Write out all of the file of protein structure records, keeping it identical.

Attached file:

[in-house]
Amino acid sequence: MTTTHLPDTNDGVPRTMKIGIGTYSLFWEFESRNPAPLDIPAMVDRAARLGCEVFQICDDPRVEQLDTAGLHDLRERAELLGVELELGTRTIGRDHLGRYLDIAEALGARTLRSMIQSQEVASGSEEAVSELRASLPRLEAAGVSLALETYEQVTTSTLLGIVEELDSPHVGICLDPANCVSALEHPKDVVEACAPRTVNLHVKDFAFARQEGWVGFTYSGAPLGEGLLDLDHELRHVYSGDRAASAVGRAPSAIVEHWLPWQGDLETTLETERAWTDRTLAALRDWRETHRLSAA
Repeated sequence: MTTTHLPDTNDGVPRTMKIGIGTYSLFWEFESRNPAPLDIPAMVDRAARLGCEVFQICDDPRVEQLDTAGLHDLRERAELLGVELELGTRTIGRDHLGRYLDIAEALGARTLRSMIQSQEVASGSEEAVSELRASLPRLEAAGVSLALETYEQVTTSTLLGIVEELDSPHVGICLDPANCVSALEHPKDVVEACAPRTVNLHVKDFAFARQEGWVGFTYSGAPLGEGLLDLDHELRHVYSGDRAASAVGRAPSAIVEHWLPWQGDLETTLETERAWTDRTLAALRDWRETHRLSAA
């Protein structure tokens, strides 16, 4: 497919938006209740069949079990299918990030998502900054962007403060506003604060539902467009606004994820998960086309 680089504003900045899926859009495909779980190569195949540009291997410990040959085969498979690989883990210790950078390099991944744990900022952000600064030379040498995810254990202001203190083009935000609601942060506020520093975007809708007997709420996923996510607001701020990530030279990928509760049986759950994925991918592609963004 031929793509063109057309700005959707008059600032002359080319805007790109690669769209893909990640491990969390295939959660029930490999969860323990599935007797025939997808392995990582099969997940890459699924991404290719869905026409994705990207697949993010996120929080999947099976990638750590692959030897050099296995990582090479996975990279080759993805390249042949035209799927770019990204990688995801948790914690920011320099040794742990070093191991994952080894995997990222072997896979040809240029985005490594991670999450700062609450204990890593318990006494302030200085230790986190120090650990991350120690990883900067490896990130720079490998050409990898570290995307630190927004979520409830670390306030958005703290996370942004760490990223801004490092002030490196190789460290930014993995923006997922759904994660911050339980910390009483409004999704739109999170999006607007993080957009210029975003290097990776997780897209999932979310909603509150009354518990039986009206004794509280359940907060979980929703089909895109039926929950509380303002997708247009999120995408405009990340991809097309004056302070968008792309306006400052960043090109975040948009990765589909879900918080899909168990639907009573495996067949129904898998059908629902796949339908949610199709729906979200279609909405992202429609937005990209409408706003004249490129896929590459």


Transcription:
[in-house]
Amino acid sequence: MTTTHLPDTNDGVPRTMKIGIGTYSLFWEFESRNPAPLDIPAMVDRAARLGCEVFQICDDPRVEQLDTAGLHDLRERAELLGVELELGTRTIGRDHLGRYLDIAEALGARTLRSMIQSQEVASGSEEAVSELRASLPRLEAAGVSLALETYEQVTTSTLLGIVEELDSPHVGICLDPANCVSALEHPKDVVEACAPRTVNLHVKDFAFARQEGWVGFTYSGAPLGEGLLDLDHELRHVYSGDRAASAVGRAPSAIVEHWLPWQGDLETTLETERAWTDRTLAALRDWRETHRLSAA
Repeated sequence: MTTTHLPDTNDGVPRTMKIGIGTYSLFWEFESRNPAPLDIPAMVDRAARLGCEVFQICDDPRVEQLDTAGLHDLRERAELLGVELELGTRTIGRDHLGRYLDIAEALGARTLRSMIQSQEVASGSEEAVSELRASLPRLEAAGVSLALETYEQVTTSTLLGIVEELDSPHVGICLDPANCVSALEHPKDVVEACAPRTVNLHVKDFAFARQEGWVGFTYSGAPLGEGLLDLDHELRHVYSGDRAASAVGRAPSAIVEHWLPWQGDLETTLETERAWTDRTLAALRDWRETHRLSAA
């Protein structure tokens, strides 16, 4: 497919938006209740069949079990299918990030998502900054962007403060506003604060539902467009606004994820998960086309 680089504003900045899926859009495909779980190569195949540009291997410990040959085969498979690989883990210790950078390099991944744990900022952000600064030379040498995810254990202001203190083009935000609601942060506020520093975007809708007997709420996923996510607001701020990530030279990928509760049986759950994925991918592609963004 031929793509063109057309700005959707008059600032002359080319805007790109690669769209893909990640491990969390295939959660029930490999969860323990599935007797025939997808392995990582099969997940890459699924991404290719869905026409994705990207697949993010996120929080999947099976990638750590692959030897050099296995990582090479996975990279080759993805390249042949035209799927770019990204990688995801948790914690920011320099040794742990070093191991994952080894995997990222072997896979040809240029985005490594991670999450700062609450204990890593318990006494302030200085230790986190120090650990991350120690990883900067490896990130720079490998050409990898570290995307630190927004979520409830670390306030958005703290996370942004760490990223801004490092002030490196190789460290930014993995923006997922759904994660911050339980910390009483409004999704739109999170999006607007993080957009210029975003290097990776997780897209999932979310909603509150009354518990039986009206004794509280359940907060979980929703089909895109039926929950509380303002997708247009999120995408405009990340991809097309004056302070968008792309306006400052960043090109975040948009990765589909879900918080899909168990639907009573495996067949129904898998059908629902796949339908949610199709729906979200279609909405992202429609937005990209409408706003004249490129896929590459």